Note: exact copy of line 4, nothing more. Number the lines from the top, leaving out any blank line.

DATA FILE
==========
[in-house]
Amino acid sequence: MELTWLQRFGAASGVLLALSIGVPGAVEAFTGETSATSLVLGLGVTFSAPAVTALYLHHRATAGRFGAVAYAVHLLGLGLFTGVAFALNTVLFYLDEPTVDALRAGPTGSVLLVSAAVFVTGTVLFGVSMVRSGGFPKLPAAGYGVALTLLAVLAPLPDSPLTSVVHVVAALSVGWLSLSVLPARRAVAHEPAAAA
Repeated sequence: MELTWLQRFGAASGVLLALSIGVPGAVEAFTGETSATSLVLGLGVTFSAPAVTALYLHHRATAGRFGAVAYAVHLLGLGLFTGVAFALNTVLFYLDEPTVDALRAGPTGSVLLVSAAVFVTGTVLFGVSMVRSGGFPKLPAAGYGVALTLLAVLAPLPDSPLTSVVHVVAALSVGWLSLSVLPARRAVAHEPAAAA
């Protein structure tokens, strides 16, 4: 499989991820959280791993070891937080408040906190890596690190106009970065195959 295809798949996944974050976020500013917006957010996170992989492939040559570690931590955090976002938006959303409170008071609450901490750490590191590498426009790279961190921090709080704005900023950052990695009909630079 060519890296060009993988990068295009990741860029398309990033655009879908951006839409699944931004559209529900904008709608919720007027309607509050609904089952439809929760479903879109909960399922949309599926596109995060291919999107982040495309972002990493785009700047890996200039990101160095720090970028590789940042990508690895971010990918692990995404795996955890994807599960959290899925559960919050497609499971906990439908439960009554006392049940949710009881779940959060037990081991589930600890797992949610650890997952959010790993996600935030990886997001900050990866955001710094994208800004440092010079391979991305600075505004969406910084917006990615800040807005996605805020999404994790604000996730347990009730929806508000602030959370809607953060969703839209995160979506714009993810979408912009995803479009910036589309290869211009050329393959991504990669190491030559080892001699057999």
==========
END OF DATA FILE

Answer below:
């Protein structure tokens, strides 16, 4: 499989991820959280791993070891937080408040906190890596690190106009970065195959 295809798949996944974050976020500013917006957010996170992989492939040559570690931590955090976002938006959303409170008071609450901490750490590191590498426009790279961190921090709080704005900023950052990695009909630079 060519890296060009993988990068295009990741860029398309990033655009879908951006839409699944931004559209529900904008709608919720007027309607509050609904089952439809929760479903879109909960399922949309599926596109995060291919999107982040495309972002990493785009700047890996200039990101160095720090970028590789940042990508690895971010990918692990995404795996955890994807599960959290899925559960919050497609499971906990439908439960009554006392049940949710009881779940959060037990081991589930600890797992949610650890997952959010790993996600935030990886997001900050990866955001710094994208800004440092010079391979991305600075505004969406910084917006990615800040807005996605805020999404994790604000996730347990009730929806508000602030959370809607953060969703839209995160979506714009993810979408912009995803479009910036589309290869211009050329393959991504990669190491030559080892001699057999």